New genome editing tools such as the CRISPR system have greatly expanded the ability to modify genes, including creating single nucleotide polymorphisms (SNPs) and small indels, in different models. But the time and resources required to screen large numbers of cells to identify gene edited samples is a considerable bottleneck.
Researchers have options when it comes to CRISPR screening. One of these options is high-resolution melting (HRM). HRM measures temperature variations with high precision as the DNA strands melt, thus detecting mutations through subsequent melt curve analysis. HRM limits the amount of sequencing required at each step, reducing the amount of resources required for both screening and sample preparation.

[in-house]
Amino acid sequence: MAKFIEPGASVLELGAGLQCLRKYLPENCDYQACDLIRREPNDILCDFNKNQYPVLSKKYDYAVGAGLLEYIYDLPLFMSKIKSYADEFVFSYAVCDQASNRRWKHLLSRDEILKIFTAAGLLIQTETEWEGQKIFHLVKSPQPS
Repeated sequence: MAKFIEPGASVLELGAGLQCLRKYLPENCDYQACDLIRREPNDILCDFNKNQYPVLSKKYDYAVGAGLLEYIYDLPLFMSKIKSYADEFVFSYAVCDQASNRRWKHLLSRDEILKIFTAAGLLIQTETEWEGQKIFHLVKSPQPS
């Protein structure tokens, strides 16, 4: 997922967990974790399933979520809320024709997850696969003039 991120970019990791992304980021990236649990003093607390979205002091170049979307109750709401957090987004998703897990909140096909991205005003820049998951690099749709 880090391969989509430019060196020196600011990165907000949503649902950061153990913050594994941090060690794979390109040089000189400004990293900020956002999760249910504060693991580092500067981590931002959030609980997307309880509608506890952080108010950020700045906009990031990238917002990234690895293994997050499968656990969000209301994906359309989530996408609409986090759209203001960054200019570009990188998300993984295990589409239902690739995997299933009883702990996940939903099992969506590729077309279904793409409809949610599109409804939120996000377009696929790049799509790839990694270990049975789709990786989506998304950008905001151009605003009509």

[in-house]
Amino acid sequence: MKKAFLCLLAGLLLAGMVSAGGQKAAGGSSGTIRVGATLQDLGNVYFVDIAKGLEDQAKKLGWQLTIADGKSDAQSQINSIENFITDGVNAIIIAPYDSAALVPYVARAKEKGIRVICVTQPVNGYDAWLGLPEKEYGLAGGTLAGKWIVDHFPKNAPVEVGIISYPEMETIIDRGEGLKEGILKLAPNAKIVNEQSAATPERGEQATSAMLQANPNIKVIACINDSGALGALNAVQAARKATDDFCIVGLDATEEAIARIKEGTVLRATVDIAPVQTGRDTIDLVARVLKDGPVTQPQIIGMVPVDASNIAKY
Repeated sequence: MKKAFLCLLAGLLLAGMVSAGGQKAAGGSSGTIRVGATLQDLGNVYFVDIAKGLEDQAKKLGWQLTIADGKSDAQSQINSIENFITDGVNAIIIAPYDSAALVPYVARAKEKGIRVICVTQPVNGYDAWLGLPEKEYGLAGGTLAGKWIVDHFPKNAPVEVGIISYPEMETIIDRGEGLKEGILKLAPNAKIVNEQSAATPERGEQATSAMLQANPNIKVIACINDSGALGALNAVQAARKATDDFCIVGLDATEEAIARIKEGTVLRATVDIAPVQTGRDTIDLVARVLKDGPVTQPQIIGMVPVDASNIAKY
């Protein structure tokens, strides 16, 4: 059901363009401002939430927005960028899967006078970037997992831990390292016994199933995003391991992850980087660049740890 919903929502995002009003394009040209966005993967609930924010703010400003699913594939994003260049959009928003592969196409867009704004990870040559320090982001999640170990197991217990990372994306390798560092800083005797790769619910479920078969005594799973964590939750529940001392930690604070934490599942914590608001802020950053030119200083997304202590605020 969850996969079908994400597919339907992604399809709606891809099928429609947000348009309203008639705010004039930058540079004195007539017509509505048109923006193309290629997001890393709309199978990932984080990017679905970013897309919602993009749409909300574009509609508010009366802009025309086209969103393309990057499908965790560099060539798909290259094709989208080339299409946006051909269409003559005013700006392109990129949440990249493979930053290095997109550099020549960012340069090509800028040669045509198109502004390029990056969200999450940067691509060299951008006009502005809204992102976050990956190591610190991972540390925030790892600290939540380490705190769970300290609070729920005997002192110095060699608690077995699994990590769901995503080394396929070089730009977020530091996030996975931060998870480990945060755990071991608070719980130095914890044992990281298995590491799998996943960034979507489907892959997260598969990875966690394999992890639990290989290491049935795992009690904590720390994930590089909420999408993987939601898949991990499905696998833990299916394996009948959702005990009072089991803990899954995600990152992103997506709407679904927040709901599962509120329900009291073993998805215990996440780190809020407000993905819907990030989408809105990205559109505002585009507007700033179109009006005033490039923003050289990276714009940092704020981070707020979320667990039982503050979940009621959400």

In this infographic from Canon BioMedical, find out:
  • How CRISPR works
  • A typical CRISPR workflow involving HRM screening 
  • 5 tips for successful CRISPR screening
  • Your options when it comes to CRISPR screening, and how HRM stacks up